But passing a bill that makes sweeping changes in Citizens will be difficult since the plan is likely to face opposition from the Democrats and a number of Republicans who represent coastal areas where many constituents rely on Citizens.
House Speaker Will Weatherford, R-Wesley Chapel, is behind an initiative to move new public employees, including state workers, school employees and county workers, in the Florida Retirement System — the state's main pension fund — into 401(k)-type plans beginning in January 2014.
The bill has already cleared one committee, but its fate may rest on the completion of an actuarial study that is expected to outline the cost of that move.
Meanwhile, the Senate has taken the lead on the local government pension funds, with the chamber considering legislation that would give cities more leeway in using the insurance premium tax funds to shore up their pension plans.
Local governments are lobbying lawmakers to lift restrictions on the use of the insurance premium tax in order to improve their pension plans.
Texting and driving
Some 39 states have texting and driving bans. This may be the year that Florida joins that trend.
The Senate is advancing a bill that would make texting while driving a secondary violation — meaning motorists would have to be stopped for another reason before they would face a potential $30 fine plus court costs for the infraction.
The key remains the House, which for the last two years has not even heard a texting and driving bill. Rep. Doug Holder, R-Osprey, said House leaders have assured him the legislation will get a fair hearing this year.
Meanwhile, the Senate bill, sponsored by Sen. Nancy Detert, R-Venice, has been criticized as being too weak. Detert has defended the measure saying it is a realistic proposal that could win support this year.
This may be the year that Florida joins a growing number of states in imposing the state sales tax on Internet transactions. Then again, it may not be.
The Internet taxation bill has proven to be a heavy lift in recent years, never gaining much traction in the House. Proponents, including Florida-based retailers, are trying to give the measure momentum this year by linking the Internet tax to tax breaks — essentially making the bill “revenue neutral.”
A Senate committee tied the Internet tax to Scott's plan to exempt manufacturing equipment purchases from the sales tax and a reduction in the communications tax that consumers pay on their cellphone and cable bills.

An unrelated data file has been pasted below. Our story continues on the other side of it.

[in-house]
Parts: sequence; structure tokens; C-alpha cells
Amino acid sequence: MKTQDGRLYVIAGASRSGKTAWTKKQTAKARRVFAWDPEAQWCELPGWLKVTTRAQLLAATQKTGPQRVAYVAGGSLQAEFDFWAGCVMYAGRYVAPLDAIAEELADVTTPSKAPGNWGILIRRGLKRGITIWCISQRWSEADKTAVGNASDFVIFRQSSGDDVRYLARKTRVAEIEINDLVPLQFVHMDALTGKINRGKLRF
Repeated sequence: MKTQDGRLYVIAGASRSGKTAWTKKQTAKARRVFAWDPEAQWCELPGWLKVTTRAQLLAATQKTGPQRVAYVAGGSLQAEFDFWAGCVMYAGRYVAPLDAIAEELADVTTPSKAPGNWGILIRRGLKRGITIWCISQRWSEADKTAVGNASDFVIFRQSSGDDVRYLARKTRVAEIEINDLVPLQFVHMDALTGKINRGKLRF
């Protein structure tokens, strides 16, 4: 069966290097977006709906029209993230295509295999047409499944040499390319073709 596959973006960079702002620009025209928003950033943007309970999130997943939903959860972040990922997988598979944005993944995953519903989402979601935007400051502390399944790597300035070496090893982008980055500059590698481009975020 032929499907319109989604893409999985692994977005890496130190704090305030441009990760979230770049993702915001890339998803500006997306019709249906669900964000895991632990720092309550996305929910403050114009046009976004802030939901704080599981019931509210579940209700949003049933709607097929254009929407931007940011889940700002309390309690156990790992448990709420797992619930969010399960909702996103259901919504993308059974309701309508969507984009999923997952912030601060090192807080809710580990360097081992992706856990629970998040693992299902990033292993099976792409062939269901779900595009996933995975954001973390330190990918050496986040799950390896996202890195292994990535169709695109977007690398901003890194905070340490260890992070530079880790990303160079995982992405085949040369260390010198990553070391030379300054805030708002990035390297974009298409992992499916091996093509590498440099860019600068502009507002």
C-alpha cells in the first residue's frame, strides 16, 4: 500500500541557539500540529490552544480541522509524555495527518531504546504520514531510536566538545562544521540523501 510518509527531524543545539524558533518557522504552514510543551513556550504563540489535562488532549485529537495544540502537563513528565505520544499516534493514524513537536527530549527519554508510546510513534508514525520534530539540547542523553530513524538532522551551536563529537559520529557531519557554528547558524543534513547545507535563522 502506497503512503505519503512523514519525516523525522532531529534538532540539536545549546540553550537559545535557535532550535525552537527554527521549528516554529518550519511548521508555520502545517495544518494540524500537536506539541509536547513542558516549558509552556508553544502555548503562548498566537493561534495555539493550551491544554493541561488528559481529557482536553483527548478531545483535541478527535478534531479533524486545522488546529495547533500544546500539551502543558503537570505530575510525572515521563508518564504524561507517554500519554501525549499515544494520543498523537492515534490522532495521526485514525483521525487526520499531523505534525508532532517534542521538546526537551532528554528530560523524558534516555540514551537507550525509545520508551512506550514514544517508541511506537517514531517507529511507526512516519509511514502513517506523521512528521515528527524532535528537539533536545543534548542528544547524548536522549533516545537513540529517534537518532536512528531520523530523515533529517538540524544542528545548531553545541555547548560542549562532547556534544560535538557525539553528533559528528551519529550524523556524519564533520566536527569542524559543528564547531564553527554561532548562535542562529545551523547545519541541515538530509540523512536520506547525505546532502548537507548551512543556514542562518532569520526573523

A separate bill is moving that would clarify that prepaid cellphone services are subject to the sales tax and not the higher communications tax. Lawmakers are also talking about revamping the overall communications tax, although that appears to be a challenging task.
The Legislature has a long history of supporting gun ownership rights. Despite the school shooting massacre in Newtown, Conn., and the shooting of Trayvon Martin in Florida, lawmakers are not likely to embrace any major gun control laws in this session.
Some lawmakers are calling for changes in Florida's so-called “stand your ground” law after Martin's shooting last year. But a task force, headed by Lt. Gov. Jennifer Carroll, has recommended no changes in the law.
Following the Connecticut school shootings, some lawmakers said they would support measures aimed limiting automatic weapons. But other lawmakers are advancing legislation that would require school personnel to be armed to ward off potential attacks.
Lawmakers are also considering budget measures that will give Florida schools more money to improve their security measures.
There will be a number of skirmishes over the future of Florida's K-12 schools. House Speaker Weatherford is a big advocate of expanding online education.
The House is working on a measure that would allow school districts to launch online schools in addition to the statewide Virtual School that Florida now operates.
Public education advocates are leery about how the measure may impact traditional schools as well as other legislative initiatives that are aimed at increasing the role of charter schools in Florida.
Another controversial measure, known as the “parent trigger bill,” has also been filed, which would allow parents to petition their school boards to adopt a turnaround plan for any school that was rated an “F” by the state for two straight years.
Cities and counties have been told their local smoking bans — including Sarasota's ban on beach smoking — are invalid under existing state law.
The Legislature this spring will consider measures restoring the local governments' right to prohibit smoking on public property, including beaches, parks, playgrounds and other sports and recreational areas. Governments could also ban smoking at entrances to public indoor workplaces.
The legislation mirrors a successful effort from two years ago when lawmakers allowed local school districts to ban smoking on their property. The only potential roadblock has come from Florida restaurants that have questioned the impact on their establishments if they are on or near public property.